On Monday through Wednesday, Oct. 31 to Nov. 2, five members of the Norwegian Language in America Project visited Westby. They came from the University of Oslo, funded by a grant from the Norwegian Research Council, to study Norwegian speech of Americans.
Interviews at the Westby Coon Prairie Church would number at least 15 people who were born in the United States, speak Norwegian, and learned the language from immigrant relatives who arrived in the United States before 1920 or their descendants. In addition to Westby, the research team is making stops in Chicago, several small towns in Minnesota, and Fargo, N.D., on this visit to the U.S. They have been working on this project since 2010, coming to many parts of the U.S. and Canada almost yearly.
Audio and video recordings of Norwegian language studies from the University of Oslo have been done in this area since the 1940s. The grammar, cadence and dialect of that language spoken in our immigrant community is more unique, as described by Professor Janne Bondi Johannessen, than any of the other areas they study. Because the people in this community have maintained their pride in Norwegian heritage, and have maintained the language more consistently than most communities, the language is more pure, less changed, from how the original immigrants spoke. There are people aged 50-something up to 94 years old in the Westby area who are being studied for this project.
When the team gets back to the University of Oslo, the recordings will be cataloged, downloaded to a computer database, then made accessible for the general public, as well as researchers to review.
Subjects in the study are treated as the “experts” of the language, Johannessen said, because current citizens of Norway, even those from Gudbrandsdal where this Westby area’s dialect originates, do not speak the same language. Slang and modernization of the language has happened in Norway to make some words seem “old fashioned.” For example, when one of the subjects was being interviewed, he used the Norwegian words for “portrait machine,” undoubtedly what he learned from his parents or grandparents, instead of the more modern word “camera.” Also, none of the five researchers in this project are from the Gudbrandsdal area and therefore, do not speak the same dialect as people they are studying. Johannessen said the researchers have had to learn the dialect that is spoken by those in the project.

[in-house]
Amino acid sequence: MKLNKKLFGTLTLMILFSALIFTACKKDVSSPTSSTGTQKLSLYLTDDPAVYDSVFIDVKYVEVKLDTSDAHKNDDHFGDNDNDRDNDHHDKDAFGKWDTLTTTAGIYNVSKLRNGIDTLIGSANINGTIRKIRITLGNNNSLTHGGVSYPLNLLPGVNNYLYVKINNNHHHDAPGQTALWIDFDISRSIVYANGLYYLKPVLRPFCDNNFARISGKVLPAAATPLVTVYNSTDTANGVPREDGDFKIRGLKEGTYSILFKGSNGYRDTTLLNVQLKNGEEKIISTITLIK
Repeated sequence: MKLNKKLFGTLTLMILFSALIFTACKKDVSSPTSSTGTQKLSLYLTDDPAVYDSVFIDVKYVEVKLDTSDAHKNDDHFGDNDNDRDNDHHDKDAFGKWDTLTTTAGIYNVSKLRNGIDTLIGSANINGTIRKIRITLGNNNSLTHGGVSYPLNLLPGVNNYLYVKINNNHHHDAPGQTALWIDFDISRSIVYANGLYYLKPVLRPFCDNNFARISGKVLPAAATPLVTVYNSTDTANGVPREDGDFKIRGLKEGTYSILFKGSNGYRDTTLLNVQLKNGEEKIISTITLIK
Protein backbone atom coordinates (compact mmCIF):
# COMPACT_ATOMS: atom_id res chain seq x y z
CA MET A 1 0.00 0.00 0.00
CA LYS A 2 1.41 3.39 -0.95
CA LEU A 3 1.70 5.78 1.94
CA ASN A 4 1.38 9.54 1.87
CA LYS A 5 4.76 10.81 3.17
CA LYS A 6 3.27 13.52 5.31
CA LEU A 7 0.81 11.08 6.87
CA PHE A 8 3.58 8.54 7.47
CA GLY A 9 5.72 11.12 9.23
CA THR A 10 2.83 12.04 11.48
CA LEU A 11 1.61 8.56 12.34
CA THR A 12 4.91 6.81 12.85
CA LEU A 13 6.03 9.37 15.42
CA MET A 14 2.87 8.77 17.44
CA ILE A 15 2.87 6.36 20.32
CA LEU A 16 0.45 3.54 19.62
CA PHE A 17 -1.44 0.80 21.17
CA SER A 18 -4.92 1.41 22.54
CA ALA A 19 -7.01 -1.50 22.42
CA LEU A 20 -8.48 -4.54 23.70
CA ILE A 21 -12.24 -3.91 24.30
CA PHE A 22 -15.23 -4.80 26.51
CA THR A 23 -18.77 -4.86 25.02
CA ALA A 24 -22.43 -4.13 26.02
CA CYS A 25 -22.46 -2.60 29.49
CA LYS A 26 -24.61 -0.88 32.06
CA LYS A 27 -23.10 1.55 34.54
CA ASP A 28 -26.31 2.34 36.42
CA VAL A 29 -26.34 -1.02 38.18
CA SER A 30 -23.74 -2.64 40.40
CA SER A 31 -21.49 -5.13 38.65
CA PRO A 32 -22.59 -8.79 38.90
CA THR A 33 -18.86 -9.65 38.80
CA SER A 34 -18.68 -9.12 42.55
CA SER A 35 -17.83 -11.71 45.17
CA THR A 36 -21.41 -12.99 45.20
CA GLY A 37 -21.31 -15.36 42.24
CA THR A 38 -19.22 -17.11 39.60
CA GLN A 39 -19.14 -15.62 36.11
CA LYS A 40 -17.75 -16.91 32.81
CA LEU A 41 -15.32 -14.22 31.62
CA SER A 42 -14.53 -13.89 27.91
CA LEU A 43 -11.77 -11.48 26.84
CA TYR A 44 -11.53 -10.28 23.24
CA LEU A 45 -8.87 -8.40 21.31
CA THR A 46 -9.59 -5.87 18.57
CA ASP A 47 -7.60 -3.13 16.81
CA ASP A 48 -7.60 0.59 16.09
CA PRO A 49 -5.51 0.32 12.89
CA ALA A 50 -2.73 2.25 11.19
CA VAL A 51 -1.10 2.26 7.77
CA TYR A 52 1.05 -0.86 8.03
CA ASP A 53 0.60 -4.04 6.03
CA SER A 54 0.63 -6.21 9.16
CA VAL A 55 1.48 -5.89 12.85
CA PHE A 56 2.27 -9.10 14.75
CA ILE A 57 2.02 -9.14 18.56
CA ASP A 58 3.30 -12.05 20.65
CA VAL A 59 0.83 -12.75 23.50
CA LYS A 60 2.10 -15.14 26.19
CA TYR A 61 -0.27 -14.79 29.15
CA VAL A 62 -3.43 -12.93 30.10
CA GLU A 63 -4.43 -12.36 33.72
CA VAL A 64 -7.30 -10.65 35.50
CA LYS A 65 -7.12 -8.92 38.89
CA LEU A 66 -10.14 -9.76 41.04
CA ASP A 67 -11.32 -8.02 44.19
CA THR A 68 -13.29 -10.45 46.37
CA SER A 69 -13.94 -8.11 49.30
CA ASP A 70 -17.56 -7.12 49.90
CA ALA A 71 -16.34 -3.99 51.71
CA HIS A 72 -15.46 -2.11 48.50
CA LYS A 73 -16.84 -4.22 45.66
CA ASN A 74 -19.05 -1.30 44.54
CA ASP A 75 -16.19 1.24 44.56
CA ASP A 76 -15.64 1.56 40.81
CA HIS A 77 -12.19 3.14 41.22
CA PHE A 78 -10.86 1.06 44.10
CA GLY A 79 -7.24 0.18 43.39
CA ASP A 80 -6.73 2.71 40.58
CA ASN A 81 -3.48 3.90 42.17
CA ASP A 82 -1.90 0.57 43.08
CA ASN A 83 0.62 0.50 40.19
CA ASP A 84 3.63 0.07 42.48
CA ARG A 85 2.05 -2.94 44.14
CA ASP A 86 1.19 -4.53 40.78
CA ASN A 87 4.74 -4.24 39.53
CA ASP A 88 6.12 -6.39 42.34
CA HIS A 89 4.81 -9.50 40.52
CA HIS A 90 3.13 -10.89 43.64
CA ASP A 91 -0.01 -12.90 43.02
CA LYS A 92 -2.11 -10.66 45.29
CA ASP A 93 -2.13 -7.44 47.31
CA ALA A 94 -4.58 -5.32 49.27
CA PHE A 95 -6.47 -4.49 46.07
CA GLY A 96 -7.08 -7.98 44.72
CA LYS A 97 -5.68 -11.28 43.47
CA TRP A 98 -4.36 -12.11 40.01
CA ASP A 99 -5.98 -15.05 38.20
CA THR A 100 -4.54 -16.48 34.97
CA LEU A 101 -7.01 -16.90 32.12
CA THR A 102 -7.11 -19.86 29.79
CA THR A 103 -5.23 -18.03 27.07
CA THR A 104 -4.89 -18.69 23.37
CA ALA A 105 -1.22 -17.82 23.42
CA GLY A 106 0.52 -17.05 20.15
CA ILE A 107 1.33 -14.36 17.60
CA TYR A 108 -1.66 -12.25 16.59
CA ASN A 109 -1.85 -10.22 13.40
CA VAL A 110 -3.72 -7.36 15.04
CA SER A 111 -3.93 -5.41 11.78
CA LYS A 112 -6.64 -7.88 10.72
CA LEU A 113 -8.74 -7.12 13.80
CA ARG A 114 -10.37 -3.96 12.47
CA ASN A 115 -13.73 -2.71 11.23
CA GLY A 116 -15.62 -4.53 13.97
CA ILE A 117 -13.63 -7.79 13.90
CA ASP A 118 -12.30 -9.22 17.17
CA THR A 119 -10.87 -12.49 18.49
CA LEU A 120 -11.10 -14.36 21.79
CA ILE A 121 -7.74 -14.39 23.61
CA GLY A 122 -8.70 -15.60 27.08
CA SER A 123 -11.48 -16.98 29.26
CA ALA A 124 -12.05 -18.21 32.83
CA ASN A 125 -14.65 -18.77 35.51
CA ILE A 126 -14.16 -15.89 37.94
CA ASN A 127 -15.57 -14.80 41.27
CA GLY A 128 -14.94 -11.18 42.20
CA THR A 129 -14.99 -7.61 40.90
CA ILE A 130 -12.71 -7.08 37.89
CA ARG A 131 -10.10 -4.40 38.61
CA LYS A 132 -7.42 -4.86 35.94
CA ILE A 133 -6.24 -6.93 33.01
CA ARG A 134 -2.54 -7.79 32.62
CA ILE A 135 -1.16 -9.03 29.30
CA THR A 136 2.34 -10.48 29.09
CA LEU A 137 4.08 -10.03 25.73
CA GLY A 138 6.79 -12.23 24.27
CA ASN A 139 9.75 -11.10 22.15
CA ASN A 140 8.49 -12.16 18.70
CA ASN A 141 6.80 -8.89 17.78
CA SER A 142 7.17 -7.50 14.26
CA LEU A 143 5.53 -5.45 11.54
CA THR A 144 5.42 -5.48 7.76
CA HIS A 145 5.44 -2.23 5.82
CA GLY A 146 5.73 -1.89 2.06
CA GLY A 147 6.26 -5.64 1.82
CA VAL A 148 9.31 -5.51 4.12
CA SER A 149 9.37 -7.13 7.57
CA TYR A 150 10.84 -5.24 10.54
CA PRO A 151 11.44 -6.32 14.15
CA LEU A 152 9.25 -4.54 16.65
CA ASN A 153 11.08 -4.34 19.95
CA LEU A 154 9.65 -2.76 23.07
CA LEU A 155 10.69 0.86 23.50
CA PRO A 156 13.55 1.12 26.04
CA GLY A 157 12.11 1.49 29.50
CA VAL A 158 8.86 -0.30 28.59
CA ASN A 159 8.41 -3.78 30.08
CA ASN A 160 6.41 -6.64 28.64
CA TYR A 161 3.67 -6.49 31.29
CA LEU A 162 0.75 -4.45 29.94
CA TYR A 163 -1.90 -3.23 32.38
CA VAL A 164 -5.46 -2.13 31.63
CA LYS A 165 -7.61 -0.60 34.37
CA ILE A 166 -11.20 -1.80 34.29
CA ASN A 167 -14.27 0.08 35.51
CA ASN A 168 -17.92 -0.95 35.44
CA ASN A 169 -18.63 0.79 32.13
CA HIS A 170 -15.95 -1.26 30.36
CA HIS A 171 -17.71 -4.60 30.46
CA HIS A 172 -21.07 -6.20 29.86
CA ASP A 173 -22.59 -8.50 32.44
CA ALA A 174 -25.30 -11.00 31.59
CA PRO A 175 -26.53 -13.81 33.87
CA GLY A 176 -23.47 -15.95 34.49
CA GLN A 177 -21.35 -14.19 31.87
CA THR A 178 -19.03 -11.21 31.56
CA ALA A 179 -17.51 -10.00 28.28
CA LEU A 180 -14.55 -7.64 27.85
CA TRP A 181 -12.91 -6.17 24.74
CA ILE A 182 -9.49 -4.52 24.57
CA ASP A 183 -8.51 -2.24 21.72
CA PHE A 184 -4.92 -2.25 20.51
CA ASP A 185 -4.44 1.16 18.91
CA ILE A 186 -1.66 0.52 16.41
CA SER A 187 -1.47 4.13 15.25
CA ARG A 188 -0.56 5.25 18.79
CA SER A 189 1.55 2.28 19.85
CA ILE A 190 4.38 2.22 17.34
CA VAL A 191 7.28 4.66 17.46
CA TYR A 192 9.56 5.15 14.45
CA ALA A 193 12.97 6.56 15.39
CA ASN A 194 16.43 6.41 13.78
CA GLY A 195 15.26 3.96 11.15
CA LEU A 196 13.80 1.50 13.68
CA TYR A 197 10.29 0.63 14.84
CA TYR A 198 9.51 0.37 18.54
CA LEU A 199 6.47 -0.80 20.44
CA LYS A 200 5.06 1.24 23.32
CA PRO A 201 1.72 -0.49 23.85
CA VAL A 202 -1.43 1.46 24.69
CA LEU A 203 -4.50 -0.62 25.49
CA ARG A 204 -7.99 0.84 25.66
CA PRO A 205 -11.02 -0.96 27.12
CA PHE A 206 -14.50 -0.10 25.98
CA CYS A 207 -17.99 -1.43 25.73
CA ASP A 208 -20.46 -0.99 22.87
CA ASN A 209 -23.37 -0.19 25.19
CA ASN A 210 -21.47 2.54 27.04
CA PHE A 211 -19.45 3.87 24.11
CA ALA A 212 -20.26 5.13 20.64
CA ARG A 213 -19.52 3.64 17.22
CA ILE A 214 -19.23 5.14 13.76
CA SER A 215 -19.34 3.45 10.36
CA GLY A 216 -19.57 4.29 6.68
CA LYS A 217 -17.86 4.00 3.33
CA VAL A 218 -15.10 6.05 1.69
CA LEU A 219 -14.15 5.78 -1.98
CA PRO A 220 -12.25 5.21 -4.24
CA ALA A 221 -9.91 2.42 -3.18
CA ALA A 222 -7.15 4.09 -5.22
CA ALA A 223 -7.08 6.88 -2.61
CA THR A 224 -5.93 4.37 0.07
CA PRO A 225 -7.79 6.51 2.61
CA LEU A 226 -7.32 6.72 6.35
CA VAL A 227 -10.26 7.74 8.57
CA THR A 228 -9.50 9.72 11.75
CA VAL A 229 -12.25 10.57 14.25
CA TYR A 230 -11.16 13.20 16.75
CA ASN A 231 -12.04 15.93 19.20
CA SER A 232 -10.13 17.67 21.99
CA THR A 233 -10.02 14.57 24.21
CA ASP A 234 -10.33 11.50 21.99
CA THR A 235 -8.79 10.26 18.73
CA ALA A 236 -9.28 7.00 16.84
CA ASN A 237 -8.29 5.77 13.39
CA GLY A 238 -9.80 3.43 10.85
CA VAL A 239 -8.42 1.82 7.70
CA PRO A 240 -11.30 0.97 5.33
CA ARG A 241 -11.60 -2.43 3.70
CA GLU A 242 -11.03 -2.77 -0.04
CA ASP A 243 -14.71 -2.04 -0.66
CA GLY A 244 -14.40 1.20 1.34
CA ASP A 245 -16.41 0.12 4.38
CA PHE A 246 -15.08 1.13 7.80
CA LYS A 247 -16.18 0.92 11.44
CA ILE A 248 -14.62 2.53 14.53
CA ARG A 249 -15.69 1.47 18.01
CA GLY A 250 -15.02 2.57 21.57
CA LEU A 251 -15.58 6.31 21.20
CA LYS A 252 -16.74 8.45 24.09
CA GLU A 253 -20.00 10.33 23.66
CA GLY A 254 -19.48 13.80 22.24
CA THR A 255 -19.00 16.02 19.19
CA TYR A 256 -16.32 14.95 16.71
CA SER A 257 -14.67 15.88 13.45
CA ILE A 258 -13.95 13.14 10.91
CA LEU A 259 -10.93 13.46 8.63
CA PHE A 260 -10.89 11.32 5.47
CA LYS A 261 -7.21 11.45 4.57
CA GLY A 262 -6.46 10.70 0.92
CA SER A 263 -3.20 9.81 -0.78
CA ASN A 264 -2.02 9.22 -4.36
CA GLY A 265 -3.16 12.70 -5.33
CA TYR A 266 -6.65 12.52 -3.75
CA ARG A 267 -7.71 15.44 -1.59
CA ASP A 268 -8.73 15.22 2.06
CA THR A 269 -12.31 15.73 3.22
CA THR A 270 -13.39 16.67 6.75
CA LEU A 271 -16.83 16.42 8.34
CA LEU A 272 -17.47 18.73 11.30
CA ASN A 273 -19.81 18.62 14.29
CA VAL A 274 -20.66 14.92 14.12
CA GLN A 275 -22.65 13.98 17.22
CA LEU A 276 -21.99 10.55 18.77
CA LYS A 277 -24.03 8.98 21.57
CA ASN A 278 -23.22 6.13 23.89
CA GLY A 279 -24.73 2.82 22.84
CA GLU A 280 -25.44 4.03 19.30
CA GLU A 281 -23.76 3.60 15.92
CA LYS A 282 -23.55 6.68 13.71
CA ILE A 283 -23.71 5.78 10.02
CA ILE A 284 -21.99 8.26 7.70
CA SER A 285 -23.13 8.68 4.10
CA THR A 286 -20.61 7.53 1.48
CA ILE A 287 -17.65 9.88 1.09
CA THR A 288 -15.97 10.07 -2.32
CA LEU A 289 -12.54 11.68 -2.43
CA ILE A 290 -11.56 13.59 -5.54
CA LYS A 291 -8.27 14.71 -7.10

Each interview may take as long as two hours. The researchers show pictures, have participants translate stories and use general conversation points to prompt the participants to speak the many aspects of language that are useful to their research. This study of changes, or lack thereof, in the Norwegian language can be shared with researchers studying languages in France, Spain and Germany, to name just a few. The information collected by the Norwegian Language in America Project will be shared with others and help in the study of culture and heritage, in addition to language, throughout the world.
There is quite a process involved in such a project. Professor Arnstein Hjelde has been visiting this area since 1986, when he first came to Westby High School for a semester to teach Norwegian. Hjelde explained that volunteers come to the project by referral, encouragement from friends or relatives who have heard about the project, and by advertisements seen in Norwegian/American publications. Participants are now “old friends” with the researchers, having met many times since 2010 for this project, and even earlier for other studies. Eileen Nelson, who grew up in Westby and now works in Madison, helps the team coordinate the appointments – place, date and times, so that as many people as possible can be interviewed in the short time the team is available in this area.
There may be a few English words spoken by the study subjects during the interviews, there may be a few minor grammatical differences and there may be a slight hesitation while they search for the “correct” word they need to speak, but overall, the researchers are amazed by the “perfect” dialect they study while in the Westby area. Because the subjects do not use Norwegian as their everyday language, the team is very impressed that people in this area speak such a “pure” language.
The research team includes Professor Janne Bondi Johannessen, the project leader, from the University of Oslo; Arnstein Hjelde, a professor from the Ostfold University College; Kerri Kinn, a post-doctorate studies student from the University of Oslo and the University of Cambridge; Alexander Lykke and Yvonne von Baal, two PhD students from the University of Oslo.
Before leaving for Minneapolis, the team ate at Borgen’s, shopped at Dregne’s, visited with residents at Norseland Nursing Home and toured Norskedalen. All five researchers agree that this area is a wonderful place to visit and to include in their project. The people in Westby are “so willing to share their stories.”
The researchers said the citizens of Norway, as well as radio broadcasters and newspaper people who share the story of this project, find it very touching that Westby immigrant descendants still maintain so much pride in their Norwegian heritage. Compared to other areas they study, the Westby area has an especially strong attachment to Norway that continues to be embraced by the community. They believe that affinity “is what makes the Westby-Coon Valley area such a special place.”